Perhaps you are one of those people who think self-knowledge is unnecessary, esoteric, luxurious, romantic, an activity best left to navel gazers. If so, you might be losing time and money. Self-knowledge is as practical as it can be, a capital investment in mental balance and good judgement. These are money in the bank. True, some people keep their balance by over-exercising, self-starvation or gorging, alcoholism, smoking, or over-attention to their appearance; but such solutions, when they are not injurious, are shallow, self-absorbing, and unreliable. Self-knowledge, on the other hand, enriches your understanding of others, gets you better relationships and better jobs, steering you through life, piloting you safely through the wild winds of wishful thinking.

Self-knowledge anchors you in reality and, best of all, helps you distinguish real treasures from the phony or trivial, so that you’ll make bee lines for friendship, knowledge, love and (by the way) prudent economy and avoid, with eyes wide open, the seductions of empty charm, stressless living and instant pleasure. But if you don’t realize you are being unconsciously driven to suffer, you won’t make that distinction. Consider the woman who always ends up in bad relationships. She can’t help finding partners that resemble troublesome people in her childhood because, unbeknownst to her, she’s compelled to recreate something familiar, even if bad, and in this re-creation, acting out a fantasy of reversing that unhappy early relationship, thus repeating, repeating, repeating. This can be expensive, costing years and lots of money, especially if contentious divorces are involved. Legal fees can easily reach $25,000 – per divorce! – and the cost in personal time wasted on paperwork, languishing in courtrooms and lawyers’ offices, is incalculable. And let’s not forget the financial costs of moving, of renting a new apartment (with that big outlay of first and last month’s rent) and dividing property, not to mention the emotional cost of ruining your, and your children’s, lives.

Let’s consider, in dollars and (pardon) sense, a case of compulsive failure, the example of a man who cannot tolerate his fears of failure, being put in his place, or even merely criticized. Whenever he strives to rise in life, his anxiety forces him to retreat, to lower his sights, to repeatedly choose less challenging jobs that pay less. Or maybe he unwittingly discourages employers from promoting him, or even hiring him. Maybe he is chronically disorganized, defies authority, lacks curiosity, avoids competition, or gets easily overwhelmed, just a few of ways we lose better jobs and a fatter wallet. Such unconsciously motivated, self-defeating behavior is far more common than people realize because, of course, it’s unconscious.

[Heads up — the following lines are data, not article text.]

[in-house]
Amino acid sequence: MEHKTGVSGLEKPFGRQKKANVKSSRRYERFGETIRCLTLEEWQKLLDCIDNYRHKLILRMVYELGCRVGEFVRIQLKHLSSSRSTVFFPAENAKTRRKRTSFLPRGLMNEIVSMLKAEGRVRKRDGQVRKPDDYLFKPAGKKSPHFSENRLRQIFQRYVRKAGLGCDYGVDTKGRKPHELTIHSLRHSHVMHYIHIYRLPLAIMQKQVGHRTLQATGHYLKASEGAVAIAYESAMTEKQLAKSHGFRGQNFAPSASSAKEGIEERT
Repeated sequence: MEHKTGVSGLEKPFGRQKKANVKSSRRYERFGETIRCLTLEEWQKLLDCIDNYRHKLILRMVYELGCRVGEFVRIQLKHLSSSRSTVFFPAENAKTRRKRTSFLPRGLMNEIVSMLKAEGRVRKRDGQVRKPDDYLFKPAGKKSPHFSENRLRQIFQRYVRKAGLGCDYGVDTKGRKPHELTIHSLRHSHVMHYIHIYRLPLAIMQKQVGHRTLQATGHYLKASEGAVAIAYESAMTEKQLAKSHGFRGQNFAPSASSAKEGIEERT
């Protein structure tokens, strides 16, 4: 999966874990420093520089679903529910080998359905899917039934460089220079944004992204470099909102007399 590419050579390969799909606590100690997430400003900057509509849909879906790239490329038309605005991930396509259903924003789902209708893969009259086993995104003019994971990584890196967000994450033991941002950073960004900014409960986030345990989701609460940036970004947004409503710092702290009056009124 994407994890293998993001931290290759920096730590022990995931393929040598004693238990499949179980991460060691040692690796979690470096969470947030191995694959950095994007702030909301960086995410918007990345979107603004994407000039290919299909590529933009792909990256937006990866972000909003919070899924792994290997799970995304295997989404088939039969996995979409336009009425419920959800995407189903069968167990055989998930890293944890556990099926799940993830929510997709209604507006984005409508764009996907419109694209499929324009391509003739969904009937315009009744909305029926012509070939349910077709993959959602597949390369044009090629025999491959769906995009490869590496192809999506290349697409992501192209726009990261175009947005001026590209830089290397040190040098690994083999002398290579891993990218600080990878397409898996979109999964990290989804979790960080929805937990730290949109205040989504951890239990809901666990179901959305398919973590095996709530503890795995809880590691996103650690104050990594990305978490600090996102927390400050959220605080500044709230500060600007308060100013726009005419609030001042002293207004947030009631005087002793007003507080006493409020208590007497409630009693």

So let’s imagine such a man, 25 years old, making $25,000 a year. He forfeits a $1,000 raise every year because he sabotages his own advancement. Now let’s imagine a more fortunate 25 year-old who also makes $25,000, but does psychotherapy, learns the unconscious reasons he avoids success, comes to terms with these, and earns his $1,000 a year raise. Suppose he invests that annual raise at a rate of 8% compounded continuously for 40 years. Even if this second man spends $10,000 a year on psychotherapy for 10 years, his net worth at age 65 will be $2,982,263, far surpassing his therapy-avoidant peer who invests that unspent $10,000 a year at the same rate for ten years, and at the end of 40 years will only have $1,599,352.

The journal of the American Medical Association (October 2008) acknowledged that long-term psychoanalytically oriented therapy, partly for the reasons above, is a good idea. I wonder what took them so long. Who knows, maybe the world is learning that investing in self-knowledge can save you time, money, and heartache, and is the smoothest path to prosperity of all kinds. You can bank on it.